I am my own Captain

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Illustration by Anna Nygren.

You and I have a conversation about what I should become. You wonder why I can not be what I am, why I am not directing. I say that I do not get any job. You wonder why. I say that I am not in demand. You wonder if I make myself reminded. I say I don’t have the energy. You wonder if I’m a bad director. I’m good at taking responsibility, being sensitive. I am caring and smart. I am clear and successful at leading. I keep agreements. But I fear, a fear that is stucked in my body.

About four years ago I received a call with a request that I could make a cameo as a director. It was a new play with a famous actor in the lead role, rehearsals had been going on for three weeks without the ensemble had begun to work on stage. I immediately thought that it’s impossible, it’s strange that the caller has not realized it. Then I thought that the person who asks is a competent and experienced person, and if that person think so maybe it still is possible.

I ask to call back. I’ll call a friend and say: I’ve got a kamikaze mission. Do you think I should I take it?
My friend says of course I should. Because it’s a good opportunity. Because it’s a step in my career.

I’ll do it. I see all the dangers, and I understand that you can not ask someone other than me. I have been planning a work trip to Tbilisi. The journey is only two days and those days are my preparation time. At a café, I sit and read the script, trying to make a sweeping analysis of what it is about. I have received a drawing from the set designer but have no sense of how things are going to move in the room. I am stressed, with a slight nausea. Already there and then I stepped outside from what I can control and feel safe with.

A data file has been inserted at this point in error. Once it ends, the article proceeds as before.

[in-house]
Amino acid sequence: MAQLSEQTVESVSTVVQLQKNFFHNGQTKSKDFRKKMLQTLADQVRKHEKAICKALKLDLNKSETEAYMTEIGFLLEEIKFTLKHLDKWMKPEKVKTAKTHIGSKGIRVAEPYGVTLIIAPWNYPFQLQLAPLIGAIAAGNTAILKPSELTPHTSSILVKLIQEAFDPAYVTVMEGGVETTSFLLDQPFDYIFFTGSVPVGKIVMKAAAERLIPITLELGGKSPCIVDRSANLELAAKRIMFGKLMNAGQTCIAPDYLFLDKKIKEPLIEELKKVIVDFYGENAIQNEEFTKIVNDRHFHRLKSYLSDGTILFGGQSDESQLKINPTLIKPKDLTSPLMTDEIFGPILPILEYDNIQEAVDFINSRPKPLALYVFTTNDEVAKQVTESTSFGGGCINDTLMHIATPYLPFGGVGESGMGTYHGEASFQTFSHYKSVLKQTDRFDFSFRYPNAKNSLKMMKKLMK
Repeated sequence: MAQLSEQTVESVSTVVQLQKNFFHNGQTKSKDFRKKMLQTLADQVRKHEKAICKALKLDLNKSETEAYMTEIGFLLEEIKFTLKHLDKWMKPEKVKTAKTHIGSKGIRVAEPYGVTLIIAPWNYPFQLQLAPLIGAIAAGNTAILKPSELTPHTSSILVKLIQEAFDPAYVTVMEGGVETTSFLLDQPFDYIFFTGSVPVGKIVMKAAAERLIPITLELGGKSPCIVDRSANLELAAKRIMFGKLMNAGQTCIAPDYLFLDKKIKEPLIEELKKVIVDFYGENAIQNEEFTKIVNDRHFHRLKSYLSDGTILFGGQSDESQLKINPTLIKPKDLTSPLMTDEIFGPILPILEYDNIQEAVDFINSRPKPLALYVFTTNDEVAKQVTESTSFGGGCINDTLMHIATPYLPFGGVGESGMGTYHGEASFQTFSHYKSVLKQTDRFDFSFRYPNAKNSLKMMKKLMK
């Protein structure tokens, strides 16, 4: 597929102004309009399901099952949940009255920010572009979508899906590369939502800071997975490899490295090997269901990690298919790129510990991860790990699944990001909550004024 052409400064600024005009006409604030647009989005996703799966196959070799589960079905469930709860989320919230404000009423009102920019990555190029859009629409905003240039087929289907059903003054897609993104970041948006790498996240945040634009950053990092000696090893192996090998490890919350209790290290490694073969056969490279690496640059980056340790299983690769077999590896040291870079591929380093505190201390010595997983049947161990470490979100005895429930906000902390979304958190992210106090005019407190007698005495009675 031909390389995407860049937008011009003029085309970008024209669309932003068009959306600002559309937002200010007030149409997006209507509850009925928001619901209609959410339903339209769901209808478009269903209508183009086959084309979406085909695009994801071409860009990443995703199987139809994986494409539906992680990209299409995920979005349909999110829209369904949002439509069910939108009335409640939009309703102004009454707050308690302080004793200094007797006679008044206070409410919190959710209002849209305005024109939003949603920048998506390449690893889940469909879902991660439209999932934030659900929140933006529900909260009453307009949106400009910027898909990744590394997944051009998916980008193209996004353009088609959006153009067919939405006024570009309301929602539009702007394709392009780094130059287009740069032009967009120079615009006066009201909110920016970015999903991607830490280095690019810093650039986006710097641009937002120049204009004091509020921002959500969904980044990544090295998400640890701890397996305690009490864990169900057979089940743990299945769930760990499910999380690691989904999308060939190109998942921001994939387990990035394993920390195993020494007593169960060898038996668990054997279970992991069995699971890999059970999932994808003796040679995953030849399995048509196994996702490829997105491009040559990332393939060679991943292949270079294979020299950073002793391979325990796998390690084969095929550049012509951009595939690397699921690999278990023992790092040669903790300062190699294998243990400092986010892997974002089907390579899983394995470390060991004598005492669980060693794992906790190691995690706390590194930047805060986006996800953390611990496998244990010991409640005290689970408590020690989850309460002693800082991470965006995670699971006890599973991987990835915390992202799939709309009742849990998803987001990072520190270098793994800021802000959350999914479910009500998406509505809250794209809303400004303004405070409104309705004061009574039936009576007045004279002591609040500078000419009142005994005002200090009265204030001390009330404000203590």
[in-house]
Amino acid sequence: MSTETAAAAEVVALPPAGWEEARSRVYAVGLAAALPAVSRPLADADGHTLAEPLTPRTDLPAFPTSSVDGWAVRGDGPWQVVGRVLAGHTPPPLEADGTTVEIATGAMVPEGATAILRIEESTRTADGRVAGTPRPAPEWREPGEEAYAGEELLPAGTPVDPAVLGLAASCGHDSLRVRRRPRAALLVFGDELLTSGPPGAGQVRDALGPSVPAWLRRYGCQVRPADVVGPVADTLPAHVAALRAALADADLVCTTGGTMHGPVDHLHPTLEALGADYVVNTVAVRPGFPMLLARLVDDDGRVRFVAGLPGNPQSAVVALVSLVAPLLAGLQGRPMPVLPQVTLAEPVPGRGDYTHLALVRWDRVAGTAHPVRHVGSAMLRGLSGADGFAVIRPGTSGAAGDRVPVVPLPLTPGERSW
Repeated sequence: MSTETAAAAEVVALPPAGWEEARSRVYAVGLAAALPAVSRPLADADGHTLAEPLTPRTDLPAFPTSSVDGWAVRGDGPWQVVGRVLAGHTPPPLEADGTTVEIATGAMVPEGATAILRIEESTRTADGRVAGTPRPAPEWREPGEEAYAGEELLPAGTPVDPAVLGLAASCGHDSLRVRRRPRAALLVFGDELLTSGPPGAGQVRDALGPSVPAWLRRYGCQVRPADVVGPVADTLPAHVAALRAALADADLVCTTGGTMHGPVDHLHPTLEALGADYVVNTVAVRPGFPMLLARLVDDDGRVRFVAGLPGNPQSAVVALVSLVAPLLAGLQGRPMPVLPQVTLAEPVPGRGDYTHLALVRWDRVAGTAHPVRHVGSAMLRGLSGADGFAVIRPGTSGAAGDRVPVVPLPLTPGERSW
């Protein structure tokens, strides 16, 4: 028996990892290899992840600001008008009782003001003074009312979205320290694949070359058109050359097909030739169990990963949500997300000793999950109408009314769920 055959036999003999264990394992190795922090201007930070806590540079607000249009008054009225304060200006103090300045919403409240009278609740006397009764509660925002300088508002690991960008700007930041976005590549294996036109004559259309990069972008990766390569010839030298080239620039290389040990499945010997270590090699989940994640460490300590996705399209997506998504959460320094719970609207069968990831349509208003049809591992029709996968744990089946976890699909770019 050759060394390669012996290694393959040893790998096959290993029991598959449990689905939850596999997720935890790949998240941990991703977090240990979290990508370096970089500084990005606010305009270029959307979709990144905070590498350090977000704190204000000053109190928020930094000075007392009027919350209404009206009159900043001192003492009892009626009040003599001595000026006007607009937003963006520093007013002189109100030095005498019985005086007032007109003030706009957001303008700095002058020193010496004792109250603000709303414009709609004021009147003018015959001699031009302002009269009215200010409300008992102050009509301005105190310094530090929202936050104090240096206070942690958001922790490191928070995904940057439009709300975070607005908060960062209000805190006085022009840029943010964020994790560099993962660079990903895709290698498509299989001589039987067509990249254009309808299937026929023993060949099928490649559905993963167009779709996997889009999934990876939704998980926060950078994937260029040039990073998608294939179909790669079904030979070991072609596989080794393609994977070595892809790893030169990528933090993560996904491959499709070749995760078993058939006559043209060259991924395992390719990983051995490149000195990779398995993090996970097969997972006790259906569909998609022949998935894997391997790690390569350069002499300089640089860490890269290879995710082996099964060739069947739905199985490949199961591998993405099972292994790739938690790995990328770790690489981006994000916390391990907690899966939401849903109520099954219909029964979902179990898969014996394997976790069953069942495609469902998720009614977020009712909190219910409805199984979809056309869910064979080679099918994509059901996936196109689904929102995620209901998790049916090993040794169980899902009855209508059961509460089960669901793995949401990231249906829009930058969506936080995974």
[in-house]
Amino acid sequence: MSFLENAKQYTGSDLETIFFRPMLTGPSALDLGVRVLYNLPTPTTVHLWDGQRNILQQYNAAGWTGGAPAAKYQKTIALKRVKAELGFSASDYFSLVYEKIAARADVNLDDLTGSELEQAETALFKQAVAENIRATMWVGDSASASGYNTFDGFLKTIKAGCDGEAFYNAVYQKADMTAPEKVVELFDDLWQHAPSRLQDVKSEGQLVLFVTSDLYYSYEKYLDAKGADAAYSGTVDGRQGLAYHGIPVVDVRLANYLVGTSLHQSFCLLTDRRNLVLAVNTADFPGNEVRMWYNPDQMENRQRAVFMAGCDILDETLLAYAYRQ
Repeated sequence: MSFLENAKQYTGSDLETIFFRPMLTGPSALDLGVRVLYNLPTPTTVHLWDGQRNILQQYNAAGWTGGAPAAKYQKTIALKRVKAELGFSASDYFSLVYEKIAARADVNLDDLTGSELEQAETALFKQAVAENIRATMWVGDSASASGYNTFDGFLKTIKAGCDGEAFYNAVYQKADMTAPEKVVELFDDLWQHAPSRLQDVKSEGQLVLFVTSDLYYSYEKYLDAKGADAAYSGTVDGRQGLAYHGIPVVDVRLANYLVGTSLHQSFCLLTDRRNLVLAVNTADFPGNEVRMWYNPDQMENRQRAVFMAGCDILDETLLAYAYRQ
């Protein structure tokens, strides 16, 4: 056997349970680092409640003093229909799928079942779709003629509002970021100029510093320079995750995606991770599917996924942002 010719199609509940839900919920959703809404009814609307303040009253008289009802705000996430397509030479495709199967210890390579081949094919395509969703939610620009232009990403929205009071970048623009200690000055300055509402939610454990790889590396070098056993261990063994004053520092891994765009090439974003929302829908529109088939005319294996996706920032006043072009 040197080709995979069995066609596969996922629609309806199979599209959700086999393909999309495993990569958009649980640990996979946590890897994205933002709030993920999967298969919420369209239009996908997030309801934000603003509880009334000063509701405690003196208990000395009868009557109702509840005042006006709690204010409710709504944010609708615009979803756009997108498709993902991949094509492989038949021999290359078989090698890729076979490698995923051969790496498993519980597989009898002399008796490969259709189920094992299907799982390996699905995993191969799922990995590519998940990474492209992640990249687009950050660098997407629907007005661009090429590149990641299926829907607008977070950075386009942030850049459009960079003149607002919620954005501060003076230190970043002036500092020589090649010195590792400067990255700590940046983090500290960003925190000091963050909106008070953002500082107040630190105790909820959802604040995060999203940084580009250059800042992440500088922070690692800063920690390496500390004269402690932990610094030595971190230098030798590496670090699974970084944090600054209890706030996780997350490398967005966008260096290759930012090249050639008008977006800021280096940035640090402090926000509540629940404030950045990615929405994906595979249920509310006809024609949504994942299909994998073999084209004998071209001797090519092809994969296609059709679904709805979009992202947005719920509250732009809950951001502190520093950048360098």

I put myself into a storm that lasts six weeks. One director has been replaced, three actors and a prompter will be replaced. AllEveryone in the production will be offered counseling. I and others in the ensemble will be hunted by the press. The production will quadruple. I will be there all the time, I will steer the ship forward. I will be ashamed because I feel so terribly bad, because I do not in any way take care of myself. There will be a chaos and in that chaos we make a performance that goes to a premiere.

You ask me why I took an assignment when I knew it was a kamikaze mission. I have not thought about it. You wonder for whom sake I did it. Maybe I did it partly in pursuit of a track in the CV, but it was not the main. It was for the theater’s sake. For the renegade director’s sake. It was because I’m programmed to help when someone needs.

I stay quiet and then I will answer you that it was not for my own sake and I become terribly sad.

I disappeared from the theater after the premiere. The sea was calm, but that sort of lull that hides the old lake. I wish I walked away victorious, instead of being ashamed of how bad I was. I wish I did not hit on myself, but said no and told someone about the nausea and insomnia that came afterwards. I wish I had been able to take it as a breeze or as fat fucking kick in someone else’s ass than my own. I wish that I would be proud of what I did, I did some of the worst and I made it.